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Lady Bird: A Biography of Mrs. Johnson

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After three years of cooperation with the author, Claudia "Lady Bird" Johnson ended her participation in this biography after an essay Russel published about LBJ's infidelities. Lady Bird covers the full spectrum of Mrs. Johnson's life, career, and ultimately her multi-layers, seldom-documented relationship with LBJ. After three years of cooperation with the author, Claudia "Lady Bird" Johnson ended her participation in this biography after an essay Russel published about LBJ's infidelities. Lady Bird covers the full spectrum of Mrs. Johnson's life, career, and ultimately her multi-layers, seldom-documented relationship with LBJ.


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After three years of cooperation with the author, Claudia "Lady Bird" Johnson ended her participation in this biography after an essay Russel published about LBJ's infidelities. Lady Bird covers the full spectrum of Mrs. Johnson's life, career, and ultimately her multi-layers, seldom-documented relationship with LBJ. After three years of cooperation with the author, Claudia "Lady Bird" Johnson ended her participation in this biography after an essay Russel published about LBJ's infidelities. Lady Bird covers the full spectrum of Mrs. Johnson's life, career, and ultimately her multi-layers, seldom-documented relationship with LBJ.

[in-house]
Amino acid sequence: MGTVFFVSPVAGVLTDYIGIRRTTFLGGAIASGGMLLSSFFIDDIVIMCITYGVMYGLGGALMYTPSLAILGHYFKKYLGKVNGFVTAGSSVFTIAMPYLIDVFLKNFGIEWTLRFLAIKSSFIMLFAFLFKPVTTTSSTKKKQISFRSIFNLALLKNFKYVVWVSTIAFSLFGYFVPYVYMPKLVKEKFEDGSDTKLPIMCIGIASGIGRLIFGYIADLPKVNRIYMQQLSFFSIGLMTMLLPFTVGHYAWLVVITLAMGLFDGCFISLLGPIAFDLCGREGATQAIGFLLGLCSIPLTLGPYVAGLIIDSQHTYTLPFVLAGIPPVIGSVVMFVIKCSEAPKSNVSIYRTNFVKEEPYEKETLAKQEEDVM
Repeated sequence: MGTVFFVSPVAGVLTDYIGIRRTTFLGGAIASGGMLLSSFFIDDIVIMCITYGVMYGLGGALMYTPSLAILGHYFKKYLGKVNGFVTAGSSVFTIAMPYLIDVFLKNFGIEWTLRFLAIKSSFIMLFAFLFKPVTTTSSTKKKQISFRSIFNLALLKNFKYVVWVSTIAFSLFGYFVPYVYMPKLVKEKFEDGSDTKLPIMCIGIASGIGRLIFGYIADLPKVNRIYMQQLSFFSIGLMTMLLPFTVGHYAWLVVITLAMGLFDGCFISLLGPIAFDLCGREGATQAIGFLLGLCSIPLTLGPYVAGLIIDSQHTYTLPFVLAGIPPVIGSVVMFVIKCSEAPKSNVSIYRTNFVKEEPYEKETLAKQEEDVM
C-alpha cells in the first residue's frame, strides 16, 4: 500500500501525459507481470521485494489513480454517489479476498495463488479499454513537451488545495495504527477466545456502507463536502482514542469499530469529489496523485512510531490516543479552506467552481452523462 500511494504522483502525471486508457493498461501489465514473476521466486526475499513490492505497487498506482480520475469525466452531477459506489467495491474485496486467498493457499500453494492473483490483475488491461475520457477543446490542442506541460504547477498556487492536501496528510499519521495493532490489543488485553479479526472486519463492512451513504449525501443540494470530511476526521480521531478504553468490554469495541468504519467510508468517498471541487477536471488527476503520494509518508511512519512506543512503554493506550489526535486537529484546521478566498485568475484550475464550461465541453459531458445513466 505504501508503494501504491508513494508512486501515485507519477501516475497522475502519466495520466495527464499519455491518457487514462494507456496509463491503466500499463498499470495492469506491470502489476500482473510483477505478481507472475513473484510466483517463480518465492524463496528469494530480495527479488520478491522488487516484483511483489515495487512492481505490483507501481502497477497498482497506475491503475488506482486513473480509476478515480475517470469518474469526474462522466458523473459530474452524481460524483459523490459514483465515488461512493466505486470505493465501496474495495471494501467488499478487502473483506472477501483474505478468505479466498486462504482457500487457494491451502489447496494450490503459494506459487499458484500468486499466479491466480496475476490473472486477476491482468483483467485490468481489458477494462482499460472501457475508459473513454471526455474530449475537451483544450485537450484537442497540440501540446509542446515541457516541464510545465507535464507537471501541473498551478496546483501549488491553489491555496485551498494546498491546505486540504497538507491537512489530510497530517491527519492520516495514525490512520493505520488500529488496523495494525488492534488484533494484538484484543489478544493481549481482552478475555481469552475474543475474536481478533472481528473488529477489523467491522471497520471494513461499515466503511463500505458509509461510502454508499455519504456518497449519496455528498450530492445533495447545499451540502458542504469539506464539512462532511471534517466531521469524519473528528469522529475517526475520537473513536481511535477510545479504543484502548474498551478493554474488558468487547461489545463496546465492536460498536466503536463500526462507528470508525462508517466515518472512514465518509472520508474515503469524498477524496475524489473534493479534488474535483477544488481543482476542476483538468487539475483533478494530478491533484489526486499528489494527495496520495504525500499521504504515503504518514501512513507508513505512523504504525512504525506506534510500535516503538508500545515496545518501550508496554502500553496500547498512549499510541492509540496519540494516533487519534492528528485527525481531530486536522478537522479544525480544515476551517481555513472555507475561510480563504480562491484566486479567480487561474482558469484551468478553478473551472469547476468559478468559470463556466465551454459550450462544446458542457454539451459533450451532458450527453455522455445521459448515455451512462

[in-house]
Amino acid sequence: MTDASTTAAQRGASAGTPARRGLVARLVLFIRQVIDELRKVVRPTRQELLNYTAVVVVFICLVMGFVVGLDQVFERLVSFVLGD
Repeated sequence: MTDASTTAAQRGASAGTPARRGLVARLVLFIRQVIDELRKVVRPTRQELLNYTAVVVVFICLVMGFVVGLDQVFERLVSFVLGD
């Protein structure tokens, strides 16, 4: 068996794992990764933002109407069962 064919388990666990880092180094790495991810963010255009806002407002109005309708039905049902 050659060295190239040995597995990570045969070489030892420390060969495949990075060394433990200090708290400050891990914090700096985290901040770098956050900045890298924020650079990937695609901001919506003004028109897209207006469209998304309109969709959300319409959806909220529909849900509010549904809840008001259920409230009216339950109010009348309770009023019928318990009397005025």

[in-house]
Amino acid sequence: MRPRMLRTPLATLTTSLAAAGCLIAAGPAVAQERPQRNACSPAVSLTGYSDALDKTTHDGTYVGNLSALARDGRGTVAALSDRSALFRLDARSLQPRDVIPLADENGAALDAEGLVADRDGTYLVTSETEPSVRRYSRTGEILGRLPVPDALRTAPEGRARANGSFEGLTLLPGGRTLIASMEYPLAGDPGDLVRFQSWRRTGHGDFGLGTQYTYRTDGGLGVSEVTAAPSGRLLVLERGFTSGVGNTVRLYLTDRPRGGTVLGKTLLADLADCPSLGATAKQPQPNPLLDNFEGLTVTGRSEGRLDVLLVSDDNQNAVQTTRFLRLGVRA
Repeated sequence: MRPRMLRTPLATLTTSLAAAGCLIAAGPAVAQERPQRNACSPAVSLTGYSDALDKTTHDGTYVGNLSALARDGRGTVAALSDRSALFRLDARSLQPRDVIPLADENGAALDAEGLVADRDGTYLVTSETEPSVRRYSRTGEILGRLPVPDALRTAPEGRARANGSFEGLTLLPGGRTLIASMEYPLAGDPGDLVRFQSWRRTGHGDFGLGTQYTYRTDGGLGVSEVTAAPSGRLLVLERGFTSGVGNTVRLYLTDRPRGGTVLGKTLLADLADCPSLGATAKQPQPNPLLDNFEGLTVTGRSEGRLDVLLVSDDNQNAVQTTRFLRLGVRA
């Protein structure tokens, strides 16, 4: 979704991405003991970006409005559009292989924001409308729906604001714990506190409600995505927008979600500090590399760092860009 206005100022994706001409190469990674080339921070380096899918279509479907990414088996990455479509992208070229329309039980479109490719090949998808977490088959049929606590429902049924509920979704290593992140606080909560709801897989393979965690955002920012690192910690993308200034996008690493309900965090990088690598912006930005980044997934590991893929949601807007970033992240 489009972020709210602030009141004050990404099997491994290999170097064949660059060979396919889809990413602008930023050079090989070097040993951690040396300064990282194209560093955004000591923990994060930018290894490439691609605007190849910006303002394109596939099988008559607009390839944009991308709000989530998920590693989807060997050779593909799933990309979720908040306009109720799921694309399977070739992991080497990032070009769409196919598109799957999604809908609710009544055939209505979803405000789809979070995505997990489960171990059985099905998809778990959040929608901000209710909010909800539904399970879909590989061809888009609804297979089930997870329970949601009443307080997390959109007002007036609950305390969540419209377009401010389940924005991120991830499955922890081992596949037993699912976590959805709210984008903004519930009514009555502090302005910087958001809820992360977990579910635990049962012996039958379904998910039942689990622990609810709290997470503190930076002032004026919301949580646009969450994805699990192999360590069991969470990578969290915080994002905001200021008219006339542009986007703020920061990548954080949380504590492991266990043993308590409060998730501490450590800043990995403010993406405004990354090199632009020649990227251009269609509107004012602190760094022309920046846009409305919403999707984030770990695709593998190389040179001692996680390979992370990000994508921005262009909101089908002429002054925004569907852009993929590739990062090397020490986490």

30 review for Lady Bird: A Biography of Mrs. Johnson

  1. 5 out of 5

    Jean